PARK SLOPE — Catholic academies in the Diocese are taking precautions to protect students, teachers and staff from the coronavirus, which has killed 22 people in the United States, 19 of them in Washington state.
At the time of print, there were 148 reported confirmed cases of the virus in New York out of 729 nationwide. Symptoms of the virus are similar to the seasonal flu and include fever, cough and shortness of breath.
The diocese’s Office of the Superintendent of Schools is in communication with government officials and with the schools themselves in an effort to assure administrators, faculty and families that the diocese is trying its best to keep everyone safe.
Tom Chadzutko, the schools superintendent for the diocese, has required anyone returning from international travel to get written medical clearance from his or her doctor before going back to school.
That procedure follows travel guidelines that have been set forth by the Centers for Disease Control and Prevention.
“We were receiving many calls and concerns from principals, teachers, staff and students returning from traveling abroad, and parents were expressing concern of the outbreak,” said Joan McMaster, associate superintendent for principal and teacher personnel for the diocese.
Schools must be sanitized daily and they must remind everyone of basic cleanliness practices, she said.
“Cough into your elbow, use tissues and wash your hands as frequently as possible,” McMaster said.
Also, parents shouldn’t send their child to school if he or she is sick, the diocese said.
Meanwhile, St. John’s University, Jamaica, has suspended in-person classes in all its campuses, included its Rome campus, until further notice.
Italy has more than 9,000 cases of coronavirus, and Italian Prime Minister Giuseppe Conte has put the country under a strict nationwide lockdown on March 9.
“In order to keep our campus healthy and safe, we ask all students and employees who are sick to stay home,” Brian Browne, a spokesman for St. John’s, said.
“Symptoms for the novel coronavirus are very similar to seasonal flu and include fever, cough and/or shortness of breath. Because it is cold and flu season, and this virus has similar symptoms, it is import-
ant to not make any assumptions and have any respiratory illness evaluated by a health-care provider.”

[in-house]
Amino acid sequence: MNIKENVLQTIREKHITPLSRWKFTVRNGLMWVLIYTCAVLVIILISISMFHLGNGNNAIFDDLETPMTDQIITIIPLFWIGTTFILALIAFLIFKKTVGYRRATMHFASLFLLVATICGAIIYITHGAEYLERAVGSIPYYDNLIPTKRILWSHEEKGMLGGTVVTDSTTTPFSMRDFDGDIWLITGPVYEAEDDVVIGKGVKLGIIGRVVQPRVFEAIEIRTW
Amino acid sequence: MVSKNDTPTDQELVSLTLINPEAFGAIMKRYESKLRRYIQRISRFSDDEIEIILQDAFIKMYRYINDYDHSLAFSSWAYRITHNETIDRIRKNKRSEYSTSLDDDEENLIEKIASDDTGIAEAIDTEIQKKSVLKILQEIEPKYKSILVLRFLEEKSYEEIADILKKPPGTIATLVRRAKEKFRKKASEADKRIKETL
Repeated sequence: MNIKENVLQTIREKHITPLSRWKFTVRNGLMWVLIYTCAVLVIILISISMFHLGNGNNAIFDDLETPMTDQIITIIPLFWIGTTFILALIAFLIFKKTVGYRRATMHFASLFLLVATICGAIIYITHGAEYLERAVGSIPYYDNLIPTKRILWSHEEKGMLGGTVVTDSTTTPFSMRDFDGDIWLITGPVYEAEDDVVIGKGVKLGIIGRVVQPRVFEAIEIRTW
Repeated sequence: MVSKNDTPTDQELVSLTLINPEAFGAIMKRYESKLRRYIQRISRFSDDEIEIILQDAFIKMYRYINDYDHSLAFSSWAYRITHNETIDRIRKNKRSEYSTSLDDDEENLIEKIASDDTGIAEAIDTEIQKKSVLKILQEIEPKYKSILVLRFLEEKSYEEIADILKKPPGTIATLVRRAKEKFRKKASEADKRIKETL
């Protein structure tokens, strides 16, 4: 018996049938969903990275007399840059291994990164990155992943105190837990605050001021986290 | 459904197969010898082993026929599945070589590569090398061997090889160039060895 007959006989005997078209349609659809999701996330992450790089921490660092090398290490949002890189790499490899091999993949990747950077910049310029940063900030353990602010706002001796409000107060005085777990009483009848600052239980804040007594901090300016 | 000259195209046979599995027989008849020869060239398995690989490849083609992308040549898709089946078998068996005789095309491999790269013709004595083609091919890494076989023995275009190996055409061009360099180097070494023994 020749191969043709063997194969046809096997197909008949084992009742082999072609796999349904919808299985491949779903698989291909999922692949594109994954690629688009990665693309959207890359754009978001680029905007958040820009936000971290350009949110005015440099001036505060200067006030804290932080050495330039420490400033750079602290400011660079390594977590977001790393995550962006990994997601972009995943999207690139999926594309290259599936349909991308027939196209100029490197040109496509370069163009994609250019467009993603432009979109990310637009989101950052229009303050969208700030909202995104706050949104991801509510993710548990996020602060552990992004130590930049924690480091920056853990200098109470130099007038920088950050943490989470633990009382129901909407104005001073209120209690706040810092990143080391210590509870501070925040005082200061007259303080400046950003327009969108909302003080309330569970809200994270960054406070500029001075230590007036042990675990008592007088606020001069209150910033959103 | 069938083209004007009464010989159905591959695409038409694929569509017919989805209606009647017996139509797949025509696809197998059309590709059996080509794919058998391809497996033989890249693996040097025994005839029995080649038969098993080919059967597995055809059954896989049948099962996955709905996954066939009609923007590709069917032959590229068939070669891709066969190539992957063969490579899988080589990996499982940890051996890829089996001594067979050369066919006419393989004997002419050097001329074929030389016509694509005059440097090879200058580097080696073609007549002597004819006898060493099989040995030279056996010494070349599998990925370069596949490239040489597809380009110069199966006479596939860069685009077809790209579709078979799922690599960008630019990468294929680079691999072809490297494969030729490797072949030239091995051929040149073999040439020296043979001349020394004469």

In New York, Gov. Andrew Cuomo said the state has recalled students who are studying in China, Italy, Japan, Iran and South Korea based on recommendations from the state’s Department of Health.
Jennifer Hernandez, principal at St. Leo’s Catholic Academy in Corona, said that the school has repeatedly reminded families to be extra cautious, sending bilingual letters home with students, and through the Remind app. It also has a nurse from the Department of Health who reminds students to keep clean and has hired a deep cleaning company to scrub through the campus, in addition to the regular daily custodial cleaning.
“We don’t want anyone to be alarmed or to scare anybody. I feel like people hear it on the news, and it all sounds very scary … but it doesn’t have to be, if people take the right measures,” Hernandez said.
“We tell the students wash hands, use hand sanitizer, cover your mouth. The teachers know to wipe down tables and furniture. Custodians clean the doors, staircase handles with cleaning, bleach and water, killing the pathogens.
“The more we educate people, the less . of a chance for our community to be affected. We want them to feel safe here, and educate them to know what to do to protect themselves as much as possible. We can’t prevent them, but we can take preventative measures.”
Hernandez said it’s scary to see the coronavirus hit so close to home. Two schools in Westchester County were closed for fears of infection, as has an Orthodox Jewish school in the Bronx. The most important thing, Hernandez said, is to have faith.
“We tell our students every morning to pray for those affected, and that it doesn’t spread. Be mindful. The closer it is to home, we have to be more careful,” she said.